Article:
MC2: Grenoble (France) Sadler's Wells London (UK) Théâtre de la Ville de Luxembourg (Luxembourg) Curve, Leicester (UK) Concertgebouw Brugge (Belgium)

18 - 19.11 (Fri - Sat) 8pm
Kwai Tsing Theatre Auditorium
■ $360 ■ $280 ■ $200 ■ $130

Artistic Direction, Choreography and Performance: Akram Khan
Visual Design: Tim Yip (Oscar Winner)
Music Composition: Jocelyn Pook (Olivier Award Winner)
Lighting Design: Michael Hulls (Sadler's Wells Associate Artist)
Devised by: Karthika Nair, Akram Khan
Dramaturge: Ruth Little
Producer: Farooq Chaudhry

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Sunday, November 20, 2011

REVIEW: Mamma Mia! - Putonghua version 妈妈咪呀! 中文版 (Guangzhou)

Guangzhou Opera House, Wednesday November 16

Mamma Mia! has to be one of the better jukebox musical so far. I do have to admit that when it opened in 1999 and even with it's good reviews, I was not particularly keen on seeing it. In 2001, when I have pretty much seen all the worthy musicals in West End, I decided to see Mamma Mia! I then found out that it was not easy to find a ticket as it was one of the hottest show in town. Finally, I was able to get one and surprisingly, I enjoyed it immensely.

Aside from the all too familiar songs of ABBA, the musical actually packs an interesting story. Needless to say, part of the fun was seeing when and how the songs are going to appear. I caught myself laughing out loud at one of the most dramatic moment when the character Sam confronted Donna; and Donna said, "I don't wanna talk!" and proceeded to sing the subsequent lyrics of the song "The Winner Takes it All"... it sounded as if the song was written for that moment!

Years later, after seeing the musical again in Hong Kong in 2004 and the movie in 2008, I was most intrigue to know that it will be playing in China in Putonghua. My immediate concern was the translation and the casting. Well, I had it wrong, it was the technical side of the production and the audience that were the problem.

Despite the regular warning about mobile phones ringing, there were endless ringing phones. The audience was also in competition with the actors in their loud conversations, worst of all was that they were the couldn't-care-less, what-are-you-looking-at-type of audience that believe that it was their right to talk during the performance. Technically, the sound design was karaoke in style. Every time somebody starts singing, the reverb and echo was on high gear and they made sure that the back-up singers were louder than the lead.

The "translation" was not bad at all, at least based on what I can hear and decipher. They didn't take the route to go literal, instead, it was almost as if they have written a whole new set of lyrics to fit the music and the story, while keeping the essence of the English lyrics. They were fluid and doesn't sound like translations. Personally, that suits me... The English lyrics were never Pulitzer Prize quality anyway.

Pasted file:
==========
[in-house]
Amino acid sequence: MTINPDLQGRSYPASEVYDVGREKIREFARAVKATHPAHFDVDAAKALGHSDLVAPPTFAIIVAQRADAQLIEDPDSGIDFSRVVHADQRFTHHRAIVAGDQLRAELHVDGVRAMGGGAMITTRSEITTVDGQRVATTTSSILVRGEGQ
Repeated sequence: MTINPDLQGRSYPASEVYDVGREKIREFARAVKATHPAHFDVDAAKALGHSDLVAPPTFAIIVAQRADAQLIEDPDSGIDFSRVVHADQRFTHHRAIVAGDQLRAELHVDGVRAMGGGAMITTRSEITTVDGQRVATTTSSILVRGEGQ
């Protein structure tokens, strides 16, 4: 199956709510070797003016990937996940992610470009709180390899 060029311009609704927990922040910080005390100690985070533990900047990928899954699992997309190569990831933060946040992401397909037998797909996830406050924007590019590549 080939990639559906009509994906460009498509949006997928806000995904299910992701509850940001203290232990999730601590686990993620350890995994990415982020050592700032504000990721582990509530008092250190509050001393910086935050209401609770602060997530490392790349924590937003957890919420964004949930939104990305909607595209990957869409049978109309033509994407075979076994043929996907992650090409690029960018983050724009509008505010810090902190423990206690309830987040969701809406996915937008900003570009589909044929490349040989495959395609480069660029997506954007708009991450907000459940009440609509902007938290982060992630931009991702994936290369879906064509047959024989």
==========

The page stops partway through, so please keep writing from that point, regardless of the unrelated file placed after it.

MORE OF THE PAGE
The talents on the other hand were way better than I anticipated. The younger generation did a great job.张芳瑜 as Sophie and 于晓璘 as Sky had all the vibes and feel of their generation, which is not different from their western counterparts. Both of them and the ensemble of their age did make me think that musical theatre in China looks indeed quite promising.

The older generation was not bad either. It was although some of those small slip ups e.g. when Rosie was trying to be funny, she went into this Chinese folk dance steps, or when Donna was belting her "The Winner Takes it All", she went into this Chinese opera hand chop gesture... those small mannerisms that broke the little fantasy. These however, I would imagine, would escape the typical Chinese audience. 影子 as Donna was a delight to see and can belt out a good performance as long as the song doesn't need too many low notes. 贾邱 as Bill and 傅震华 as Harry were perfect for the roles, their comedic timing were fabulous.

Some changes made that I don't particularly favor were the likes of Bill giving the young couple "laisee" (red packet) or changing the lyrics in "Money, Money, Money" from "Las Vegas" to "Macau"... They were unnecessary and actually took away more than it contributed.


Mamma Mia! - Putonghua version 妈妈咪呀! 中文版
Guangzhou Opera House
October 28 to November 24 2011

Cast includes:
影子 Ying Zi: 唐娜 Donna
张璐 Zhang Lu: 谭雅 Tanya
陈沁 Chen Qin: 罗茜 Rosie
张芳瑜 Zhang Fangyu: 苏菲 Sophie
于晓璘 Yu Xiaolin: Sky
曾慧诚 Ceng Huicheng: 山姆-卡尔麦克 Sam Carmichael
贾邱 Jia Qiu: 比尔-奥斯丁 Bill Austin
傅震华 Fu Zhenhua: 哈里-布莱特 Harry Bright

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Thursday, November 10, 2011

REVIEW: Der Freischutz (Macao)

Macao Cultural Centre Grand Auditorium, Wednesday November 2

The 25th Macao International Music Festival closed with a customized production of von Weber’s Der Freischutz… and what a beautiful one. This is my third program I have seen in the 25th MIMF and if they were any indications, I will say that the MIMF is definitely back in shape and form. Congratulations!

I was there for the first of three performances and it shows. It was almost like a dressed rehearsal BUT nevertheless, the class and quality was undeniably there. Almost every aspect of the performance started shaky, the Lithuanian National Opera and Ballet Theatre Chorus was not focused and the Macao Orchestra led by Lu Jia was dragging a bit. It didn’t take long though before the performance tightened up and brought forth a clear and concise narrative.